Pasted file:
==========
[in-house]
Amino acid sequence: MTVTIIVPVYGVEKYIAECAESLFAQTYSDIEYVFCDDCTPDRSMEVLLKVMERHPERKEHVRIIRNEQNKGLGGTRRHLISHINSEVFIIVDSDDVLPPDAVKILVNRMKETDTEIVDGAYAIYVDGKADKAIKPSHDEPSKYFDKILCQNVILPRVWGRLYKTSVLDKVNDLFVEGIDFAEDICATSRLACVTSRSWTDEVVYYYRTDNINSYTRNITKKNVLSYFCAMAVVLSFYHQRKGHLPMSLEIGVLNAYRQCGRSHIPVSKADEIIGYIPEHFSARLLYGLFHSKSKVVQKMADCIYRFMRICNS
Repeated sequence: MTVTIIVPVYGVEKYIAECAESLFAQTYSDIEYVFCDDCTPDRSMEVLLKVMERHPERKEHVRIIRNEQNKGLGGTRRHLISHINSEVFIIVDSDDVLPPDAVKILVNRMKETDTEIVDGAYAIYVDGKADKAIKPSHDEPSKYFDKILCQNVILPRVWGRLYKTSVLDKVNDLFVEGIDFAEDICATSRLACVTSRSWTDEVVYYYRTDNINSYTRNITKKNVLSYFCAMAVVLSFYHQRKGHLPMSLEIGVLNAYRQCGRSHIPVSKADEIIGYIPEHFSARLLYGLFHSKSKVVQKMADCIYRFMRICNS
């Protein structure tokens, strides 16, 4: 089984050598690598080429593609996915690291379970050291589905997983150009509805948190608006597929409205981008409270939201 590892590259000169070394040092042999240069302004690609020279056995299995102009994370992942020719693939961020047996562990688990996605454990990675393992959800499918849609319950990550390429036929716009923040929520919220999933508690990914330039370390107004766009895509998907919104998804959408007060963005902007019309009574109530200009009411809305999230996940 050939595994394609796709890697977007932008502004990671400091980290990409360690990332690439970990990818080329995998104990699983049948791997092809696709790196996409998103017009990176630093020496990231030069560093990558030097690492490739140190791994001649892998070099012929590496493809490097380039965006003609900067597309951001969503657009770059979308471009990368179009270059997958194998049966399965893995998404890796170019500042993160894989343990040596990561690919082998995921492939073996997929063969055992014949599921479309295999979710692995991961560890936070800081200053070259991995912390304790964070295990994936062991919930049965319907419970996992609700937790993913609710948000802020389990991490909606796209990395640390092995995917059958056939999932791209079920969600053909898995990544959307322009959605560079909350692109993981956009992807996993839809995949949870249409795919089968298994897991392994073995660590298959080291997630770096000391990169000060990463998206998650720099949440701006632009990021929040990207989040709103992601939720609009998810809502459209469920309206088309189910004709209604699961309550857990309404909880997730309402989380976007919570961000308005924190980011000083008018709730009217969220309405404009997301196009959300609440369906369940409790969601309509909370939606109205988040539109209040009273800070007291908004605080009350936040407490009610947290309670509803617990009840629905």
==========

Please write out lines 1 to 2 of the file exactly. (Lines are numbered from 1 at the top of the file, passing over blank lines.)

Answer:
[in-house]
Amino acid sequence: MTVTIIVPVYGVEKYIAECAESLFAQTYSDIEYVFCDDCTPDRSMEVLLKVMERHPERKEHVRIIRNEQNKGLGGTRRHLISHINSEVFIIVDSDDVLPPDAVKILVNRMKETDTEIVDGAYAIYVDGKADKAIKPSHDEPSKYFDKILCQNVILPRVWGRLYKTSVLDKVNDLFVEGIDFAEDICATSRLACVTSRSWTDEVVYYYRTDNINSYTRNITKKNVLSYFCAMAVVLSFYHQRKGHLPMSLEIGVLNAYRQCGRSHIPVSKADEIIGYIPEHFSARLLYGLFHSKSKVVQKMADCIYRFMRICNS